• Oxford Fellow recognised for sustainable Na-ion battery materials research
    L to R: Stefano Agrestini, beamline scientist on I12, Kejin Zhou, principal beamline scientist on I21, Robert House, 30 under 30 finalist and I21 user, Mirian Garcia Fernandez, beamline scientist on I21, Thomas Rice, senior mechanical beamline technician on I21 (Credit: Diamond Light Source)

Research News

Oxford Fellow recognised for sustainable Na-ion battery materials research

Dec 03 2023

Robert House, a Senior Research Fellow at Oxford University, has been selected as one of Forbes Magazine’s '30 people to watch under 30' for his leadership into the development of innovative, sustainable sodium ion (NA-ion) battery materials, as a cheaper and easier to source alternative to lithium (Li-on) or cobalt.

Having secured £500k in fellowship funding from the Royal Academy of Engineering and £50k from the University of Oxford in 2021, his research group have been working on the I21 RIXS beamline at Diamond Light Source to help them identify energy storage mechanisms which could deliver improvements in Na-ion cathode materials, which lag behind the performance of Li-on.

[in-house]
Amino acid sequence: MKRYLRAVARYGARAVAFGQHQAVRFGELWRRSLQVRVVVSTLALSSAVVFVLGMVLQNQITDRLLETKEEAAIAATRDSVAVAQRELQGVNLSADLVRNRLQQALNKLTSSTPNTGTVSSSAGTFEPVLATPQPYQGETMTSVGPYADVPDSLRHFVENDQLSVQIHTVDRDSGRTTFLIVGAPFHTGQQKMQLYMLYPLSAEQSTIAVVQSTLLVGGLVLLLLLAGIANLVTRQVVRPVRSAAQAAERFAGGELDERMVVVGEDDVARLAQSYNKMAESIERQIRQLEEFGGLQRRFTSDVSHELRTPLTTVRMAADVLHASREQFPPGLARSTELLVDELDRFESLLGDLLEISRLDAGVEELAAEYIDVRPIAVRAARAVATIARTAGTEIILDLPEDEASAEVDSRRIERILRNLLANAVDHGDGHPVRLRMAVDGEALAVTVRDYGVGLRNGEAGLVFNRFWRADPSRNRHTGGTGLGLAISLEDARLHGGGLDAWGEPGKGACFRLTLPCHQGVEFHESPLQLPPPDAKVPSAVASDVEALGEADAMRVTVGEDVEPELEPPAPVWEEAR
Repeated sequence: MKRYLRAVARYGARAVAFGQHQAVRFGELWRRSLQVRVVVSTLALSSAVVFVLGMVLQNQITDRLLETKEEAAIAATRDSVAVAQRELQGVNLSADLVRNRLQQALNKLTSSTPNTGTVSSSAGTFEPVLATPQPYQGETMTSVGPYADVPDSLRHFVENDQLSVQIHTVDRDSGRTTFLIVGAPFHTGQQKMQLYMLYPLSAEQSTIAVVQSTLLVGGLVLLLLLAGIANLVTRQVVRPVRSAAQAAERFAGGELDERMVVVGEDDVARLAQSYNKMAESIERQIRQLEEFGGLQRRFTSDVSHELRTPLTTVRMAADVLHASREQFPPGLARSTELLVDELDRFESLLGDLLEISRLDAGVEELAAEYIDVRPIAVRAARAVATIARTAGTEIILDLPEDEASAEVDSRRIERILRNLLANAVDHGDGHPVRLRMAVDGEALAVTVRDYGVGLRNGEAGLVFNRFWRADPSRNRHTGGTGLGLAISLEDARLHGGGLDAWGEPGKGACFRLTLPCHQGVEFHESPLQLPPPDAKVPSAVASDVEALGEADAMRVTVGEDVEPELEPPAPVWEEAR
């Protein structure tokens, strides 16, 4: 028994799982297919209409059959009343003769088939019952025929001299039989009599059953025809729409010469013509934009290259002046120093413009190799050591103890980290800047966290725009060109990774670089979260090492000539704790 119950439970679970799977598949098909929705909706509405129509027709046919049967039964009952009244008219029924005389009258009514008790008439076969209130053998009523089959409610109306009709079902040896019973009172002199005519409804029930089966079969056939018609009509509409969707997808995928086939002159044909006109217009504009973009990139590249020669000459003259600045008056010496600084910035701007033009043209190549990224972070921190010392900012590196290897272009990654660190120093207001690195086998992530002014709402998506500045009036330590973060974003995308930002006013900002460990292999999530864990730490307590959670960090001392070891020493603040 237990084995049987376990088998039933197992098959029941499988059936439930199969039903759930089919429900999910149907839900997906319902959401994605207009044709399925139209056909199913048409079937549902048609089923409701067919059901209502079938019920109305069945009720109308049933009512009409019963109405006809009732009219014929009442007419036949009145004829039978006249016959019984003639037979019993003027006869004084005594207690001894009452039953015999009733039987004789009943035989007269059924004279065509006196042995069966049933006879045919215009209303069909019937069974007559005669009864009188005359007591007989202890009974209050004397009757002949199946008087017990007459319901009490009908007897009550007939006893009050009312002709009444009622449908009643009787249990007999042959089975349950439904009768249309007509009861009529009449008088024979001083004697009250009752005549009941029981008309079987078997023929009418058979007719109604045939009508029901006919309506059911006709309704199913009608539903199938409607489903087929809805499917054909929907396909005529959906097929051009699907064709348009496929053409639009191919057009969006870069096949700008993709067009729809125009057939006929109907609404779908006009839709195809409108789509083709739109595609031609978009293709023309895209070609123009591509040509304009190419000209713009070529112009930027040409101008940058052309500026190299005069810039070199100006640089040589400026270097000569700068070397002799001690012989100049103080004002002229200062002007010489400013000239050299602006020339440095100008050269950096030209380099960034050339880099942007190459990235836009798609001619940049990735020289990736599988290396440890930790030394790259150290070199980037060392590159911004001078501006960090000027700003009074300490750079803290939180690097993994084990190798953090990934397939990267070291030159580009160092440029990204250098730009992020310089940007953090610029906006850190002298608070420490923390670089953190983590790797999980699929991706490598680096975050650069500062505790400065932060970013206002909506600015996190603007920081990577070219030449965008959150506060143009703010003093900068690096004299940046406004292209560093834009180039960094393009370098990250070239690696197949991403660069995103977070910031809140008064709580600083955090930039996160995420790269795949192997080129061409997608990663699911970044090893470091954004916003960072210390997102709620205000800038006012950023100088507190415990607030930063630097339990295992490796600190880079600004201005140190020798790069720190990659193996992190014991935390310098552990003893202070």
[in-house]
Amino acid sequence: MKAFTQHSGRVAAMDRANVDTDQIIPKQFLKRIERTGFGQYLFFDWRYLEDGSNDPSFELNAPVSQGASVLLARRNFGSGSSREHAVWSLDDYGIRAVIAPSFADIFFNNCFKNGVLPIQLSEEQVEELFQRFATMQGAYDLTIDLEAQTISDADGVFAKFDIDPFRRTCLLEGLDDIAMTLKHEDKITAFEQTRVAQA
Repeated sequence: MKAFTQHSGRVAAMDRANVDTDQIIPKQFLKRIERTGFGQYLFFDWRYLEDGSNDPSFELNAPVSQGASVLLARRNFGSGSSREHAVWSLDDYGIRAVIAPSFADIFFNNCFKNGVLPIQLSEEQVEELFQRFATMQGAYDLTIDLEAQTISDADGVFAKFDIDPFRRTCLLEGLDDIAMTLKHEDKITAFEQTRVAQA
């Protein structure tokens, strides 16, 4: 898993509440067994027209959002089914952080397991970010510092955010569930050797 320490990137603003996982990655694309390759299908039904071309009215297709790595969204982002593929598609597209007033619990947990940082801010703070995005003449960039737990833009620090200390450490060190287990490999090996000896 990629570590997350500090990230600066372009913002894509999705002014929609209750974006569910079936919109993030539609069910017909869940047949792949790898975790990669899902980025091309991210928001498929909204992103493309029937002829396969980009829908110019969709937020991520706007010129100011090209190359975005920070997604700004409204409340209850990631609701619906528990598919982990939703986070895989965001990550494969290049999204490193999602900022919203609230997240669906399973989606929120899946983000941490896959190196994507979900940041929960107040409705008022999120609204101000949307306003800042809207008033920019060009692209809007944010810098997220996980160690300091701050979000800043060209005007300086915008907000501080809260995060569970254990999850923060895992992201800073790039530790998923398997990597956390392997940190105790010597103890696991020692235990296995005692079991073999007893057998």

“I'm thrilled to be listed among some of Europe's top young scientists and innovators under 30. To tackle the climate crisis, we must move away from burning petrol and diesel in our vehicles as a matter of urgency,” said Robert. “Electric vehicles (EVs) are the next best alternative, but they currently rely on Li-ion battery technology which is expensive and can make up to half of the cost of buying the car. To make more affordable EVs and to reduce our dependence on critical elements, we have to look beyond Li-ion to other rechargeable batteries. The future of batteries is coming: Na-ion and beyond.”

The I21 RIXS beamline is a dedicated Resonant Inelastic soft X-ray Scattering (RIXS) beamline that provides a highly monochromatised, focused and tunable X-ray beam onto materials: “Over the last few years, together with the beamline team at I21, Prof Sir Peter Bruce and his team and Faraday Institution researchers on the CATMAT project, we have used RIXS to develop a detailed understanding of the mechanism by which oxygen is able to store energy reversibly in the cathode. We have been able to identify two unique mechanisms which if used in the right way could deliver improvements in the energy density of cathode materials,” explained Robert.

Robert’s group are focused on discovering new cathode materials for Na-ion cells made from earth-abundant precursors such as salt and rust, which being bound together through novel synthesis approaches should exhibit comparable performance to cathodes such as the lithium iron phosphate (LiFePO4) battery, as they are able to store additional electrons using the oxygen ions in the material.  

The judges for the Forbes’ 30 Under 30 Europe Science & Healthcare (2023) list were Sona Chandra, Jonathan Dickinson, Linda Partridge and Sabina Wizander.

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